For this week's Wine Lovers' Voting Booth, we're curious about your interest in formal wine education, as we ask, "Do you have (or are you pursuing) a wine qualification?"

For your convenience and interest, the current Voting Booth page also provide links to a number of advanced wine-education institutions, where you can learn more about requirements and programs.

Even if your wine education isn't formal, I hope you'll drop by and add your information to the list. Just click to
for your "ballot."

Join me in Bordeaux in Spring 2003

There's been quite a response to our planned wine tour of Bordeaux next spring, when I will join again with French Wine Explorers to lead a tour of some of the region's top producers May 11-17, 2003.

As noted last week, you can get a preview - including a sampling of the wineries we'll visit and the fine restaurants and hotels being arranged for the tour - by visiting Best of Bordeaux Wine Tours on the French Wine Explorers Website,

If you think there's a good chance you might join us, I would urge you to contact French Wine Explorers soon, as the tour has a limited number of places, and we expect it to fill up early. For more information, send E-mail to info@wine-tours-france.com.

California Wine Club: Not Your Ordinary Wine Club!

The California Wine Club offers a monthly delivery with two bottles of award-winning wine, hand-selected from the best of California's boutique wineries. There's NO bulk-wines, NO closeouts and NO private labels!

Each month is $32.95 plus shipping and includes a fun 8-page newsletter, Uncorked. Visit the California Wine Club website at
or call (800) 777-4443.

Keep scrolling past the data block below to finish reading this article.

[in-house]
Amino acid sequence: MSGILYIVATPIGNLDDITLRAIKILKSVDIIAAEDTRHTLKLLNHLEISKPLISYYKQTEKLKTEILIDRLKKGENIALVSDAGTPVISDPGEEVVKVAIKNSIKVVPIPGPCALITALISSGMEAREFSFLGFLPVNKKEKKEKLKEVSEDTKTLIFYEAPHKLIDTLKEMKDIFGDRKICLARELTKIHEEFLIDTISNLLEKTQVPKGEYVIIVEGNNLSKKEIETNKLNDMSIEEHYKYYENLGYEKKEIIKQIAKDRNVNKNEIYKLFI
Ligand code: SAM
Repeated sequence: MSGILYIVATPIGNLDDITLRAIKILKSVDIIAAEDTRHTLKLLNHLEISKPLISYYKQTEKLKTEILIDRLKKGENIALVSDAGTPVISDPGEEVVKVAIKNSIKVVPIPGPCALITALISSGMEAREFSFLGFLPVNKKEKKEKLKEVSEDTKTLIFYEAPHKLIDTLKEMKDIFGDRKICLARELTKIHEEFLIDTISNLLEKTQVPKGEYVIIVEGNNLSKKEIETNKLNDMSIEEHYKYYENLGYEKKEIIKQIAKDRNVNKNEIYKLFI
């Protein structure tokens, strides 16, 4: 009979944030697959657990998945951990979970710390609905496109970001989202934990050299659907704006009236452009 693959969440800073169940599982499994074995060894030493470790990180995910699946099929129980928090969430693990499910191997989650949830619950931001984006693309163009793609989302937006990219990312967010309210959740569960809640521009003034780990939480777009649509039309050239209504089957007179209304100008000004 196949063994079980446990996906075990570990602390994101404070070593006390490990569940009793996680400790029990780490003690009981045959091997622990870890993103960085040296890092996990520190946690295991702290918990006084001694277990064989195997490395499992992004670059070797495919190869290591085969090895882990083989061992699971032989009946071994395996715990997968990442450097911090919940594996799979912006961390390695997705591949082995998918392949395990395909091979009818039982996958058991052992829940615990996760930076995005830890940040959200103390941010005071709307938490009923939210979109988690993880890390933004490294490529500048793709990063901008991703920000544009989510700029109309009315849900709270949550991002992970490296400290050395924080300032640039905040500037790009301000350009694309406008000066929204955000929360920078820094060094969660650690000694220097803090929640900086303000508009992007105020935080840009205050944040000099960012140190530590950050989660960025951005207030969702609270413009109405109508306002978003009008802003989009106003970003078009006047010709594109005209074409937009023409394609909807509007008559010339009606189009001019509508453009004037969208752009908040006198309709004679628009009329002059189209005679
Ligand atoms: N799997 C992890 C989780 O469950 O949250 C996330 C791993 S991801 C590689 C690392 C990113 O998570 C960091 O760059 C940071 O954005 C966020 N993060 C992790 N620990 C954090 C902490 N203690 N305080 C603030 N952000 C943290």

A great gift for Moms, Dads and Grads!

Wine shipping available in the U.S. wherever permitted by law.

LocalWineEvents.com adds E-mail features

If your club or institution is planning a wine event open to the public, you'll be interested to know about a new feature from our friends at LocalWineEvents.com: You can now submit events to this Website - the largest food/wine/spirits calendar in the world - direct by E-mail.

The procedure is simple: Include the E-mail address "submit@localwineevents.com" on your E-mail list and LocalWineEvents.com will post it. Visit
for the details.

If you're simply interested in learning about wine-related events in your city or anyplace in the world,
is the place to go - you can browse the calendars online or sign up to be notified of events in your area by E-mail.

Last Week's Wine Advisor Index

We're moving gradually back toward daily publication, with two Wine Advisor issues and one FoodLetter per week for now. Here's the index:

Falling dollar, rising wine (July 24)

The many grapes of Chateauneuf (July 22)

Complete 30 Second Wine Advisor archive:

Last week's Wine Advisor Foodletter: Fresh tomato sauce (July 25)

Wine Advisor Foodletter archive:


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All the wine-tasting reports posted here are consumer-oriented. In order to maintain objectivity and avoid conflicts of interest, I purchase all the wines I rate at my own expense in retail stores and accept no samples, gifts or other gratuities from the wine industry.

Monday, July 29, 2002
Copyright 2002 by Robin Garr. All rights reserved.